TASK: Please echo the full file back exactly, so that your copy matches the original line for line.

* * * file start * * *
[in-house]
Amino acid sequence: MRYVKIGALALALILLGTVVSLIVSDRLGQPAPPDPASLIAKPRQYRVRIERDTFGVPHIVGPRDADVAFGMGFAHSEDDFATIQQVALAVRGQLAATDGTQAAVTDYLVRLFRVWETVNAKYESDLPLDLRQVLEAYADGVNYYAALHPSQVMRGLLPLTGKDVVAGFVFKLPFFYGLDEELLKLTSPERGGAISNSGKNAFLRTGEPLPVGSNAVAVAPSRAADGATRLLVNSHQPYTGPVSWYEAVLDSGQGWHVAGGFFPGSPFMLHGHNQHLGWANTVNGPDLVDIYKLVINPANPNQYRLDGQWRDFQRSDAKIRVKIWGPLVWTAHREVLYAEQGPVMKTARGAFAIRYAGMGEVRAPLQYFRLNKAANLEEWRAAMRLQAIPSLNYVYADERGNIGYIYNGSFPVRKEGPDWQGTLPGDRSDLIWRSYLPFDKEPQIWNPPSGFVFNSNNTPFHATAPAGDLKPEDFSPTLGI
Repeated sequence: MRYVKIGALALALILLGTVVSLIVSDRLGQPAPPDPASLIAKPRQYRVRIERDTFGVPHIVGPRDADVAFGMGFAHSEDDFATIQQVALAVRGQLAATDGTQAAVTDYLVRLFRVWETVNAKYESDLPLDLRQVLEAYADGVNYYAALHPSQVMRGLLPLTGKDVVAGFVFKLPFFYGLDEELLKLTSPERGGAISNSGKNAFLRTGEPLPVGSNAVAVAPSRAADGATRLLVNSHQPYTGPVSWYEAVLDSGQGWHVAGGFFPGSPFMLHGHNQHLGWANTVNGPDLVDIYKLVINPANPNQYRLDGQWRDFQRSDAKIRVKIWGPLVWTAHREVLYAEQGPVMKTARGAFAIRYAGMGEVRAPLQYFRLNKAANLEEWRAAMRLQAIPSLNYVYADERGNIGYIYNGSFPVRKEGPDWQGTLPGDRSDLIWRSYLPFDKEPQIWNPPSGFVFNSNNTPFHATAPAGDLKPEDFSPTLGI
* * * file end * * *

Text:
[in-house]
Amino acid sequence: MRYVKIGALALALILLGTVVSLIVSDRLGQPAPPDPASLIAKPRQYRVRIERDTFGVPHIVGPRDADVAFGMGFAHSEDDFATIQQVALAVRGQLAATDGTQAAVTDYLVRLFRVWETVNAKYESDLPLDLRQVLEAYADGVNYYAALHPSQVMRGLLPLTGKDVVAGFVFKLPFFYGLDEELLKLTSPERGGAISNSGKNAFLRTGEPLPVGSNAVAVAPSRAADGATRLLVNSHQPYTGPVSWYEAVLDSGQGWHVAGGFFPGSPFMLHGHNQHLGWANTVNGPDLVDIYKLVINPANPNQYRLDGQWRDFQRSDAKIRVKIWGPLVWTAHREVLYAEQGPVMKTARGAFAIRYAGMGEVRAPLQYFRLNKAANLEEWRAAMRLQAIPSLNYVYADERGNIGYIYNGSFPVRKEGPDWQGTLPGDRSDLIWRSYLPFDKEPQIWNPPSGFVFNSNNTPFHATAPAGDLKPEDFSPTLGI
Repeated sequence: MRYVKIGALALALILLGTVVSLIVSDRLGQPAPPDPASLIAKPRQYRVRIERDTFGVPHIVGPRDADVAFGMGFAHSEDDFATIQQVALAVRGQLAATDGTQAAVTDYLVRLFRVWETVNAKYESDLPLDLRQVLEAYADGVNYYAALHPSQVMRGLLPLTGKDVVAGFVFKLPFFYGLDEELLKLTSPERGGAISNSGKNAFLRTGEPLPVGSNAVAVAPSRAADGATRLLVNSHQPYTGPVSWYEAVLDSGQGWHVAGGFFPGSPFMLHGHNQHLGWANTVNGPDLVDIYKLVINPANPNQYRLDGQWRDFQRSDAKIRVKIWGPLVWTAHREVLYAEQGPVMKTARGAFAIRYAGMGEVRAPLQYFRLNKAANLEEWRAAMRLQAIPSLNYVYADERGNIGYIYNGSFPVRKEGPDWQGTLPGDRSDLIWRSYLPFDKEPQIWNPPSGFVFNSNNTPFHATAPAGDLKPEDFSPTLGI